Sometimes writers (and readers) ask us how we can share this creative art with another person, how we can write fiction together.  We think this is the wrong question!  A better question is how can someone write alone.  We have the benefit of having an involved person to brainstorm with, to bounce ideas off, and to give truly critical feedback.  A single writer has only himself or herself to interact with.  How depressing!  How lonely!  We also have the benefit of having someone to share a glass of wine with while discussing the intricacies of plot or character – a solo writer can’t do that, because no one else will be totally involved.

We both do everything.  We brainstorm together, follow up on research, travel to little known parts of Botswana, and write.  Our process is that one of us does the first draft of a piece, sends it by email to the other, and receives a response which is often a highly commented and edited version.  The originator responds, then back and forth in that way, as many as twenty times or even more.  Eventually the piece is not written by Michael or by Stanley, but rather by some gestalt, called Michael Stanley, who sits somewhere between Minneapolis and Johannesburg in cyberspace.  Readers tell us the product is seamless; our friends tell us they can identify who wrote what, but they are wrong about half the time!

We believe there are many benefits to collaboration.  We can brainstorm plot and character, and we think we get a more cohesive final product as a result.  When one of us flags, the other is there to nag and take up the slack.  Best of all we get immediate and interested feedback on anything we write.  But there are some caveats.  One must be willing to take harsh criticism, knowing that it’s directed at the product rather than the person and that the only aim is to improve the work.  There must be trust and an ability to see the other person’s point of view.  It helps if you have similar writing styles.  And it probably takes longer than writing alone.  But all that is outweighed by the biggest advantage: it is great fun!  And, after all, almost all people who write do it for the enjoyment.

In the later books, Kubu has moved around.  Convenient access to hyenas was the original motivation for setting our books in Botswana, but we’ve found it refreshing to be outside South Africa and to be able to address southern African issues which are not related to the legacy of apartheid.  Our second book explores the impact of the Rhodesian bush war on the people of the region.  The main character dies in the first chapter, and Kubu has to piece his life together retrospectively.  The man is supposed to have died many years before in then Rhodesia, leading to the title – THE SECOND DEATH OF GOODLUCK TINUBU.  Our third book had the plight of the Bushman or San people of the Kalahari as the back story. We were stunned when DEATH OF THE MANTIS won the Barry Award for the best paperback original mystery of 2011 and was short-listed for an Edgar. Our latest book, DEADLY HARVEST, is the darkest of the four with the use of human body parts in black magic by witchdoctors as the theme. Regrettably this practice, far from dying out, seems to be becoming more common – or at least better known.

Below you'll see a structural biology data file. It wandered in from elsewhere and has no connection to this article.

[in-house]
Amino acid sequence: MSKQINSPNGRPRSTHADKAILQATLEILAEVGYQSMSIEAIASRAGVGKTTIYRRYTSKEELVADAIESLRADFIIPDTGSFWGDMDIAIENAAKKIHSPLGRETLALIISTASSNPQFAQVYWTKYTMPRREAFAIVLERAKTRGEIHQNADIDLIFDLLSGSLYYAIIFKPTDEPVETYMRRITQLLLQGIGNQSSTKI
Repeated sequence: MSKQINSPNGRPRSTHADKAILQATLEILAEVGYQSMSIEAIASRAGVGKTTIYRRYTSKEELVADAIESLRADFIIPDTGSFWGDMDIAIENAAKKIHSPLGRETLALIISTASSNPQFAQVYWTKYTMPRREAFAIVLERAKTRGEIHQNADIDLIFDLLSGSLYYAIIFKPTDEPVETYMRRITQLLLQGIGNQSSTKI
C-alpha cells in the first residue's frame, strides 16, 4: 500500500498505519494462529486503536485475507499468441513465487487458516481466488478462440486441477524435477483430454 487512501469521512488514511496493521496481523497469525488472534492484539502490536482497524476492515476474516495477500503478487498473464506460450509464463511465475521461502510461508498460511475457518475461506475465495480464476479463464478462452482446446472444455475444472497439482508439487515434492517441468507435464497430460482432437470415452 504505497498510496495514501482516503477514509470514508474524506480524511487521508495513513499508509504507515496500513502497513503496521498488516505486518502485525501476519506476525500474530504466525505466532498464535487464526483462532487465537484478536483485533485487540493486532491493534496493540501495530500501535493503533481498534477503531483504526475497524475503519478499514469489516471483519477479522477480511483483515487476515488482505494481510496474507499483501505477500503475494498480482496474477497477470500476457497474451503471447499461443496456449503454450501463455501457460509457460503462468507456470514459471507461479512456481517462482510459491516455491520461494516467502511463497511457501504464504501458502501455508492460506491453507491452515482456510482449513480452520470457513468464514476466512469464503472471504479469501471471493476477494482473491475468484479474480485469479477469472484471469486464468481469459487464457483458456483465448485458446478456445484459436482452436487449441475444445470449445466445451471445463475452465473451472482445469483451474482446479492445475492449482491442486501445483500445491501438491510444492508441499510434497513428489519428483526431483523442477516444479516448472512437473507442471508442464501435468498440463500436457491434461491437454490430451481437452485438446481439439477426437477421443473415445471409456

We believe these books would never have seen the light of day without the collaborative style we’ve developed. And we’ve remained good friends! For us, collaboration definitely is the way to write mystery fiction.


Michael Stanley is the writing team of Michael Sears and Stanley Trollip, both South Africans by birth. Both have been professors who have worked in academia and business, Sears in South Africa and Trollip in the USA. Their love of watching the wildlife of the subcontinent has taken them on a number of flying safaris to Botswana and Zimbabwe.  The idea for their debut novel – A CARRION DEATH – arose on one of those trips.
The novels are set in Botswana and feature the large and shrewd Assistant Superintendent David “Kubu” Bengu of the Gaborone Criminal Investigation Department.  The second novel in the series is THE SECOND DEATH OF GOODLUCK TINUBU.  The third, DEATH OF THE MANTIS, was shortlisted for an Edgar and won the Barry Award for best paperback original mystery of 2011.  Their latest book, where Detective Kubu takes on an “invisible” witch doctor, is DEADLY HARVEST.


6 comments:

Pam said...

I couldn't have said it better myself. Collaboration is the way to go. Having someone at your back and having fun in the process works for me..and Liz as Jamie Tremain.

Barbara Fradkin said...

What's also wonderful is sharing the fun with friends. As long as you can both stay friends!

Elizabeth Lindsay said...

Pam and I work well together, and as you said above we also wonder how anyone could write alone!

Elizabeth Lindsay said...
This comment has been removed by the author.
Hannah Dennison said...

This is a terrific post. I heard you guys at Malice this year and I've been longing to know more about your process. Can't wait to read your books.

Charlotte Hinger said...

Two of my favorite collaberators are Michael and Kathy Gear. It seems to work beautifully for them.